Friday, June 10, 2011

Blindness to the consequences

I'm ending my work week with a large Amen to a column just published by Stephen Yair Liebb and Hector Oropeza on the Brown v. Plata case which offers a California prisoner perspective on the opinion and a response to the dissents. Liebb has served 30 years of a life sentence for murder and Oropeza has just been released after 20, also on a life sentence for murder (neither would have served more than 10 years before sentences for murder were politicized in the 1990s). I have met them both at San Quentin during seminars and discussion groups I've participated in at the prison, and been impressed by their insights about the prison system, violence, and justice.

A small but poignant part of the column addresses what I've also considered the opinion's chief accomplishment, the powerful reassertion of dignity as a value underlying the 8th Amendment (and thus the operation of prisons).

However, the U.S. is still a symbol of freedom across the world. How we treat the most despised of our own citizens is important if we are to have credibility and moral authority in advocating for human rights in other countries. The Court noted that the Constitution protects the “essence of human dignity in each person.”

Most to the column, however, is a precise and forceful refutation of the dissents by Justice Alito and Scalia. The former, you will recall, dispensed with reasoned argument and invoked the emotional (fear) based center of war on crime complex.

“His description of the consequences of the Supreme Court’s decision is an example of the hyperbole and hysteria used by Justices who are required to exercise sound reasoning in deciding cases...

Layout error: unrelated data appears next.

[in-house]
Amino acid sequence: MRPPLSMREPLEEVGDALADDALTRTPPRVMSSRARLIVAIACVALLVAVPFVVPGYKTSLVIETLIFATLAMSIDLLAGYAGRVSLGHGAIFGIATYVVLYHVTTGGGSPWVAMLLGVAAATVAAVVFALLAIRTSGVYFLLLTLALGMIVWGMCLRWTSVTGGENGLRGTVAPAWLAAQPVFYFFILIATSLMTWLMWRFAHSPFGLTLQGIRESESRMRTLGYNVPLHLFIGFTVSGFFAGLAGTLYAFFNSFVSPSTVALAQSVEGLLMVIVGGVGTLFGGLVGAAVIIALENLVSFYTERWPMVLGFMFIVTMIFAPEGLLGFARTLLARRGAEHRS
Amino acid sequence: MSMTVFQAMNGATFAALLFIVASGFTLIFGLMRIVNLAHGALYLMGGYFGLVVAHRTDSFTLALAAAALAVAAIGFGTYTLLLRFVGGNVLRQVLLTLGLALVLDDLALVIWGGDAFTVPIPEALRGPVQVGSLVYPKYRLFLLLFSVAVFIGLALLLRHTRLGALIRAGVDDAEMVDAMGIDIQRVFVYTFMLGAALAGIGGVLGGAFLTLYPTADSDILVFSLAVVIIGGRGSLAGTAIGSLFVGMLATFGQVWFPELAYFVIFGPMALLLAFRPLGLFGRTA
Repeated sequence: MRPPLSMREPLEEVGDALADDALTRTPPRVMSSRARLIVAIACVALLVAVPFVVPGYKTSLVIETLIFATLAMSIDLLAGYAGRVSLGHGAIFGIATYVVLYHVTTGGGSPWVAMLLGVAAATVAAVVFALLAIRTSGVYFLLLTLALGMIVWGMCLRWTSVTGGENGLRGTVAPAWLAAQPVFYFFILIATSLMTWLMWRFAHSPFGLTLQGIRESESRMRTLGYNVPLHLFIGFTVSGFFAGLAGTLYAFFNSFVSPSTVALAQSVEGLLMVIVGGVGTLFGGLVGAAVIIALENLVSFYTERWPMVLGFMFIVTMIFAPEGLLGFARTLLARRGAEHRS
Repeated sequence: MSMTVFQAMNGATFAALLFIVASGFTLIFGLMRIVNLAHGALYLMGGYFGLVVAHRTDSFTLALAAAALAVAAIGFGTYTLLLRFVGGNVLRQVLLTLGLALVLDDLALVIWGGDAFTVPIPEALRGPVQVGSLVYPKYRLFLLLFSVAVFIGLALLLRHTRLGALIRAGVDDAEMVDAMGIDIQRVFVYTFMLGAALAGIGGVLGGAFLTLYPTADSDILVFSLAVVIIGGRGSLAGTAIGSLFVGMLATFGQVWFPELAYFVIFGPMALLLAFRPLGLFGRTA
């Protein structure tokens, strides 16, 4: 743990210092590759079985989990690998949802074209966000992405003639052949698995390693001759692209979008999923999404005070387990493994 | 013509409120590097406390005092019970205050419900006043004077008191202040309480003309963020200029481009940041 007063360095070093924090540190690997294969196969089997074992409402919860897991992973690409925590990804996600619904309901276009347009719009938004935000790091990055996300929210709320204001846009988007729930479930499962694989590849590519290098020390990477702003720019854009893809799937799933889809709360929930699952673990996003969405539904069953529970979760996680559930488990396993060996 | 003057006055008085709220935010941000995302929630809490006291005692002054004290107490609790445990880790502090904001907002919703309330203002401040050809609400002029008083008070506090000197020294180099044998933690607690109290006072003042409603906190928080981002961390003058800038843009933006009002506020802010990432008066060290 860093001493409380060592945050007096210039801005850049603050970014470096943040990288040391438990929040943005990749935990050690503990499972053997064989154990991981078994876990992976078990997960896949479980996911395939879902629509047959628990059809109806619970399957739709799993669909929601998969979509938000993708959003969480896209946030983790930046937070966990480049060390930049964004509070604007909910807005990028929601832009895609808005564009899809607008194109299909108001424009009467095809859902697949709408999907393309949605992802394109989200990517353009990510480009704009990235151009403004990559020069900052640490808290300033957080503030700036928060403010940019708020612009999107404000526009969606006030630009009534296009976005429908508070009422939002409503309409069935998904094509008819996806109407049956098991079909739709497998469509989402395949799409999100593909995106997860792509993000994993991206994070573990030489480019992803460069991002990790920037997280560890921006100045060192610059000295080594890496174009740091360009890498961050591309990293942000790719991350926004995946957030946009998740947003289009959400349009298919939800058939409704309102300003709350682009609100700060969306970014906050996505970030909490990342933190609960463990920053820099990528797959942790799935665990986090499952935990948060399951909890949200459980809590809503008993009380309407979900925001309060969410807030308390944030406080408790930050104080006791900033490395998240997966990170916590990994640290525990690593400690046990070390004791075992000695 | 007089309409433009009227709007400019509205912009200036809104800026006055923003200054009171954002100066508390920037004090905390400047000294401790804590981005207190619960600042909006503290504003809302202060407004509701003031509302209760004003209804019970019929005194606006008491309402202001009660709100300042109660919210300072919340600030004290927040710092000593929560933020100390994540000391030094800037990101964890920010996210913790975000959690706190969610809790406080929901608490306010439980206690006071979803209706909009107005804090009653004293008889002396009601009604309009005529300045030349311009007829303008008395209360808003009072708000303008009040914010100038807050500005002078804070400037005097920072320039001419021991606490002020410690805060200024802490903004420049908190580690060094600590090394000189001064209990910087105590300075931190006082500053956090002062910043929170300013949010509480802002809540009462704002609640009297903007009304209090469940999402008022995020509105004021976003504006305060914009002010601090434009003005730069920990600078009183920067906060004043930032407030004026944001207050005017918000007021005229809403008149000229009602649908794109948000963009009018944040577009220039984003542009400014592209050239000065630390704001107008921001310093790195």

That for over a decade California has subjected prisoners to standards that amount to cruel and unusual punishment while maintaining an extraordinarily high rate of incarceration reflects an erosion of fundamental values of American society.

To Scalia's argument that the case will benefit healthy (and dangerous) prisoners rather than those with genuine medical problems, the authors remind us of the horrendous truth of this case, that exposure to disease, ill-health, and degradation was widespread, occurring to hundreds of thousands of Californians incarcerated over more than a decade of unconstitutional conditions.

Justice Scalia also claims, without proof, that “Most of them will not be prisoners with medical conditions or severe mental illness; and many will undoubtedly be fine physical specimens who have developed intimidating muscles pumping iron in the prison gym.”

Justice Scalia ignores the reality that gyms have been used to house prisoners for many years, which is part of the problem brought on by overcrowding. Overcrowding and lockdowns compromise the immune systems of prisoners due to a lack of fresh air and exercise. The lack of sanitary conditions in these gyms exacerbates the spread of disease. Weights have not been available in California prisons for more than a decade.

1 comment:

Ree said...

Awesome response to Scalia.
Thank you for posting it.